A novel blood plasma analysis technique combining membrane electrophoresis with silver nanoparticle-based SERS spectroscopy for potential applications in noninvasive cancer detection
Nanomedicine: Nanotechnology, Biology and Medicine, 7(5), pp 655-663, 2011-10
Combining membrane electrophoresis with silver nanoparticle-based surface-enhanced Raman spectroscopy (SERS), we have developed a novel method for blood plasma analysis for cancer detection applications. In this method, total serum proteins are isolated from blood plasma by membrane electrophoresis and mixed with silver nanoparticles to perform SERS spectral analysis. The obtained SERS spectra present information-rich, fingerprint-type signatures of the biochemical constituents of whole proteins. We evaluated the utility of this method by analyzing blood plasma samples from patients with gastric cancer (n = 31) and healthy volunteers (n = 33). Principal components analysis of the spectra revealed that the data points for the two groups form distinct, completely separated clusters with no overlap. The gastric cancer group can be unambiguously distinguished from the normal group in this initial test-that is, with both diagnostic sensitivity and specificity of 100%. These results are very promising for developing a label-free, noninvasive clinical tool for cancer detection and screening.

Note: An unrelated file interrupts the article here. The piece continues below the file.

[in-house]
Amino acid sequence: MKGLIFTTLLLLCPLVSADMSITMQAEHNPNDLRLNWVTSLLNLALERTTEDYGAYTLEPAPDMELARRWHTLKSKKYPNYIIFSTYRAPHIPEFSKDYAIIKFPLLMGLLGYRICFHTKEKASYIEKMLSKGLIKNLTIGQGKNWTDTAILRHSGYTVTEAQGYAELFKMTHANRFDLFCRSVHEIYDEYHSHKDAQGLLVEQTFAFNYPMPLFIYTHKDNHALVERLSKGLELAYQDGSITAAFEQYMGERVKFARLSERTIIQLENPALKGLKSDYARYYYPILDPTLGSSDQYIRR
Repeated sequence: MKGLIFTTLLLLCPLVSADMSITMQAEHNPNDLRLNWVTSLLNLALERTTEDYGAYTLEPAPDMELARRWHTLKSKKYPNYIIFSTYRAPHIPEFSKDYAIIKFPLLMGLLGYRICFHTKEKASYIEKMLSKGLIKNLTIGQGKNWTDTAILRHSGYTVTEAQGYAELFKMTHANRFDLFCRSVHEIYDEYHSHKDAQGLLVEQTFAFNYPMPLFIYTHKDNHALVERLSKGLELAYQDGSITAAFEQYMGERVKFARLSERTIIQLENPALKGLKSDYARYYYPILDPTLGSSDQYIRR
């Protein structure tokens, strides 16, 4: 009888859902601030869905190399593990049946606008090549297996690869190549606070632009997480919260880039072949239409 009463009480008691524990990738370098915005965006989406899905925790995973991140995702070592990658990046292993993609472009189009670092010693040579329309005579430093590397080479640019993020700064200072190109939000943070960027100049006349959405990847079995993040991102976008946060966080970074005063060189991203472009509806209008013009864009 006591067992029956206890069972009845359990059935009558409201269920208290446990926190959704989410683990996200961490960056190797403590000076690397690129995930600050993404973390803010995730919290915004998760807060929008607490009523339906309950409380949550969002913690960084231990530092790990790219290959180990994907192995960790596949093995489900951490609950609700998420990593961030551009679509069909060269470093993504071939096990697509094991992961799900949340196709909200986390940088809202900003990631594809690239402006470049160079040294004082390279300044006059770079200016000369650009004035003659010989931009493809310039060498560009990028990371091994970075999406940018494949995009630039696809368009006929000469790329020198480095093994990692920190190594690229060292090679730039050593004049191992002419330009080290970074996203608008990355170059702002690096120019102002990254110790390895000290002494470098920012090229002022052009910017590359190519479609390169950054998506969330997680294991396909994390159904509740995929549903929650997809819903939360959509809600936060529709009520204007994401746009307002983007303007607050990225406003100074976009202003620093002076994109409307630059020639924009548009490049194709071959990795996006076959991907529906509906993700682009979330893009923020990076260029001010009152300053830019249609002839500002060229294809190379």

From the Clinical Editor: In this paper by Lin et al, a novel nanotechnology-based blood plasma test is presented for sensitive detection of malignant cells. The method utilizes membrane electrophoresis followed by silver-nanoparticle based surface-enhanced Raman spectroscopy to analyze the purified proteins for spectral changes to determine if cancer is present.
Cancer detection; Blood plasma analysis; Silver nanoparticles; Surface-enhanced Raman scattering; Membrane electrophoresis